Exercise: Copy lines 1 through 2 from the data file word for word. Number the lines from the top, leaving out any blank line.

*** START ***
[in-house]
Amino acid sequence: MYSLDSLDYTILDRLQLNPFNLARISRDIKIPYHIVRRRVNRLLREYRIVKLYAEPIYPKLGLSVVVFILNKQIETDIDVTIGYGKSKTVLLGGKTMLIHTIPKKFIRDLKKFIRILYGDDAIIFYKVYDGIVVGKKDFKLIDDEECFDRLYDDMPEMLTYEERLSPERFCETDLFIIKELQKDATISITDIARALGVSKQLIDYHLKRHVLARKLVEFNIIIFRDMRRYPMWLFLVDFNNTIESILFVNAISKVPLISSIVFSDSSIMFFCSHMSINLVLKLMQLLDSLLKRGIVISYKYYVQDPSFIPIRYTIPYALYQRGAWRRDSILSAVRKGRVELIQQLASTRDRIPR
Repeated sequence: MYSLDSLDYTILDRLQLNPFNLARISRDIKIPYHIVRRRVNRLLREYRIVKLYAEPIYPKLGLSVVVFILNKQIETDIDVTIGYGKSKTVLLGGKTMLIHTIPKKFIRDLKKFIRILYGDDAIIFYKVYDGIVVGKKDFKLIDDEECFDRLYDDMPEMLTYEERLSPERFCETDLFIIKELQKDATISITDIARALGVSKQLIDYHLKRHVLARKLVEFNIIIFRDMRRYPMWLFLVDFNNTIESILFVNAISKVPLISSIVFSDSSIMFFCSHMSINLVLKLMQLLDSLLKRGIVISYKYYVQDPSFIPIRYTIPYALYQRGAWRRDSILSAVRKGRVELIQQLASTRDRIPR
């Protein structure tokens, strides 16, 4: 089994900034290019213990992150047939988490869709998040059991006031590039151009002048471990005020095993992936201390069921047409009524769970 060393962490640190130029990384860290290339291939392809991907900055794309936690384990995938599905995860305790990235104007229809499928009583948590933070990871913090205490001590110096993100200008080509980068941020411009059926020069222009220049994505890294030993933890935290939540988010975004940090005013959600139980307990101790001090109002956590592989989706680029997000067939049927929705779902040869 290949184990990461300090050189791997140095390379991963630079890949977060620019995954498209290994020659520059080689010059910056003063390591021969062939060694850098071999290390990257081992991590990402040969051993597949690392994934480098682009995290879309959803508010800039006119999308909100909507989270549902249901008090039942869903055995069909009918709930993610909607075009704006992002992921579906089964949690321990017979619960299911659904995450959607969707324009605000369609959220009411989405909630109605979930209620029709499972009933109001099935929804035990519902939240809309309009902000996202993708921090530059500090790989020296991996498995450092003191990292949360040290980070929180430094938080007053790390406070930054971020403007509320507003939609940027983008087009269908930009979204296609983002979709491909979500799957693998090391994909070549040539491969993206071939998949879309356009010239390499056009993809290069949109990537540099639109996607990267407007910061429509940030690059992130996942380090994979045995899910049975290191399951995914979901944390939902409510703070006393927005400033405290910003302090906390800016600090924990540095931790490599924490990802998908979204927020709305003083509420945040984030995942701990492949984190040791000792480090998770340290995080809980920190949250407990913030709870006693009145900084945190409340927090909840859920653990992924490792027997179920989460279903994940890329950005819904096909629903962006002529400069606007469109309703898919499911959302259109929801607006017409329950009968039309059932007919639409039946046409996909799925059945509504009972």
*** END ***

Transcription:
[in-house]
Amino acid sequence: MYSLDSLDYTILDRLQLNPFNLARISRDIKIPYHIVRRRVNRLLREYRIVKLYAEPIYPKLGLSVVVFILNKQIETDIDVTIGYGKSKTVLLGGKTMLIHTIPKKFIRDLKKFIRILYGDDAIIFYKVYDGIVVGKKDFKLIDDEECFDRLYDDMPEMLTYEERLSPERFCETDLFIIKELQKDATISITDIARALGVSKQLIDYHLKRHVLARKLVEFNIIIFRDMRRYPMWLFLVDFNNTIESILFVNAISKVPLISSIVFSDSSIMFFCSHMSINLVLKLMQLLDSLLKRGIVISYKYYVQDPSFIPIRYTIPYALYQRGAWRRDSILSAVRKGRVELIQQLASTRDRIPR